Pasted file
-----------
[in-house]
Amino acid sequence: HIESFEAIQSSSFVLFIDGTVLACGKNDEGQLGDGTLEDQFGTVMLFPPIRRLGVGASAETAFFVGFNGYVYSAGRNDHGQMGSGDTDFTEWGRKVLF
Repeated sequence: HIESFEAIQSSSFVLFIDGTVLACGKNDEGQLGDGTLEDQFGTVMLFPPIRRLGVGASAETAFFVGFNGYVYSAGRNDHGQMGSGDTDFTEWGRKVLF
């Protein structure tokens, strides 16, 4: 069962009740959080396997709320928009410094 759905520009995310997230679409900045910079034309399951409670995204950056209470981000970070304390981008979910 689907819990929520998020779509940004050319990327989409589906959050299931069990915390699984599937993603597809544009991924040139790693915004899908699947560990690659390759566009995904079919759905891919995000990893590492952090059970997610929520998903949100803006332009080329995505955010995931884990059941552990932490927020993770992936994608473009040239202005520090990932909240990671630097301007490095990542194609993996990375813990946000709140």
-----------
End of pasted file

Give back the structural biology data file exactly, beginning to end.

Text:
[in-house]
Amino acid sequence: HIESFEAIQSSSFVLFIDGTVLACGKNDEGQLGDGTLEDQFGTVMLFPPIRRLGVGASAETAFFVGFNGYVYSAGRNDHGQMGSGDTDFTEWGRKVLF
Repeated sequence: HIESFEAIQSSSFVLFIDGTVLACGKNDEGQLGDGTLEDQFGTVMLFPPIRRLGVGASAETAFFVGFNGYVYSAGRNDHGQMGSGDTDFTEWGRKVLF
């Protein structure tokens, strides 16, 4: 069962009740959080396997709320928009410094 759905520009995310997230679409900045910079034309399951409670995204950056209470981000970070304390981008979910 689907819990929520998020779509940004050319990327989409589906959050299931069990915390699984599937993603597809544009991924040139790693915004899908699947560990690659390759566009995904079919759905891919995000990893590492952090059970997610929520998903949100803006332009080329995505955010995931884990059941552990932490927020993770992936994608473009040239202005520090990932909240990671630097301007490095990542194609993996990375813990946000709140």